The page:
Heat flux delivered by magnetic reconnection is calculated based on a model using magnetic field observations, and the calculation is then compared with AIA EUV observations.
Shearing motions and sunspot rotations found in NOAA AR 12673 are believed to lead the free energy buildup and flux rope formation, which are responsible for the two successive X-class flares.
A set of parameters that characterize the complexity and energy potential of solar active-regions is fed through several Machine Learning and conventional statistics algorithms to forecast solar flares.
The majority of flare forecasting methods rely on observations of magnetic field on the Sun’s surface, but which observable, Br or Blos, is a better predictor? Through comparing a few magnetic properties derived from both observables, this nugget gives some suggestion.
The dipole, quadrupole, and octupole components of the Sun’s magnetic field are calculated and visualized, covering the last 22 years of the Sun’s activities.
The Sun’s meridional flow varies with the solar cycle, and this is possibly caused by the back-reaction of the dynamo-generated magnetic field on the meridional flow due to the Lorentz force.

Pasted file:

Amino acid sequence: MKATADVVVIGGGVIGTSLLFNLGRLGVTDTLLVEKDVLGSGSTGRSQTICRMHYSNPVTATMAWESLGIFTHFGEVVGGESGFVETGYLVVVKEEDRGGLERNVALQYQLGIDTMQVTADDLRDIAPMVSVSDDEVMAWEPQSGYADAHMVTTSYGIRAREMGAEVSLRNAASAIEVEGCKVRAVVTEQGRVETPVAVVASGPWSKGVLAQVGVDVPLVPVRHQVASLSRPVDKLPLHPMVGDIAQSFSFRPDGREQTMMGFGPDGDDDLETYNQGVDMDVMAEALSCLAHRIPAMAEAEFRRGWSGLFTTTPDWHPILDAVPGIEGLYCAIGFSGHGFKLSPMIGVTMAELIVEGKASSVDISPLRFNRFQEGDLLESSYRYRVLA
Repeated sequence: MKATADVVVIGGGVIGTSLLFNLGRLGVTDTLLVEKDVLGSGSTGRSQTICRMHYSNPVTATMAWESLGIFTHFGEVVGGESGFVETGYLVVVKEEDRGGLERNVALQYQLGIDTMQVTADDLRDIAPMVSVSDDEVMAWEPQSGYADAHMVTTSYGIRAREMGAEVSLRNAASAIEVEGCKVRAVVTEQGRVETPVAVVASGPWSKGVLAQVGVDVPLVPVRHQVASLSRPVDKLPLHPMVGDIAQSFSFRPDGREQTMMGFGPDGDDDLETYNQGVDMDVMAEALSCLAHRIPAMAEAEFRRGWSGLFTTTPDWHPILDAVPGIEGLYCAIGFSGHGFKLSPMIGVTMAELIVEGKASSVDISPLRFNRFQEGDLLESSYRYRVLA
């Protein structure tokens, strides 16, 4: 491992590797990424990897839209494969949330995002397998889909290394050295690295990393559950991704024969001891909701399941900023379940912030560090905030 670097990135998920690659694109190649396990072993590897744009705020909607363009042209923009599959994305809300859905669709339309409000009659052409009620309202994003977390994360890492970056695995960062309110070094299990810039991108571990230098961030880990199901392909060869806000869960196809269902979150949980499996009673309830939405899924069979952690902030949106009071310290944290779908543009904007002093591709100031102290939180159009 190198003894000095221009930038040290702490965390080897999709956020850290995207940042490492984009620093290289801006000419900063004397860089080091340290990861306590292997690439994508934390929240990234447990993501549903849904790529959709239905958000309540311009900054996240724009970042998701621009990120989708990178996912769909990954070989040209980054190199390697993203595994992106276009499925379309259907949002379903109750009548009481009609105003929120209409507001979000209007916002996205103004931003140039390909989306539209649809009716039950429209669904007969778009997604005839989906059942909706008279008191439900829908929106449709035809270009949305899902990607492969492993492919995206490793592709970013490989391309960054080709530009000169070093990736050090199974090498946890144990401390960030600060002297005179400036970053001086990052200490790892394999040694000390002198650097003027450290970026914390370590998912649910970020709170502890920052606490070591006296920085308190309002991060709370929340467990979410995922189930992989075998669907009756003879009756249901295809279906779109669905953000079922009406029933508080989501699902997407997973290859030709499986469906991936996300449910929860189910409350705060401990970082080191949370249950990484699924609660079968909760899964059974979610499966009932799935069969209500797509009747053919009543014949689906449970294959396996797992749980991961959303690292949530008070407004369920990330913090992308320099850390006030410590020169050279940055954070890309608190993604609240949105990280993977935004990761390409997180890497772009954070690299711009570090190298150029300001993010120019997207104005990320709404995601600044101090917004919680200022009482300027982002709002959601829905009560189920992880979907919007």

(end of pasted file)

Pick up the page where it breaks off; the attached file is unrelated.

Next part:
Two homologous circular-ribbon flares associated with two filament eruptions were observed and analyzed. The emergence of magnetic flux ropes helped to inject free energy into the region and drive the magnetic reconnection above it.
Using a combination of the magnetograms, we find signs of the beginning of the 25th cycle from both HMI and WSO by calculating the inclination angles determined from the variation in line of sight field during a disk passage.
Large-scale inflows form around emerging solar active regions in the near-surface layer and alter the global meridional flow patterns.
A realistic MHD simulation driven directly by SDO/HMI vector magnetograms reproduced a solar eruption in a non-potential flux-emerging active region.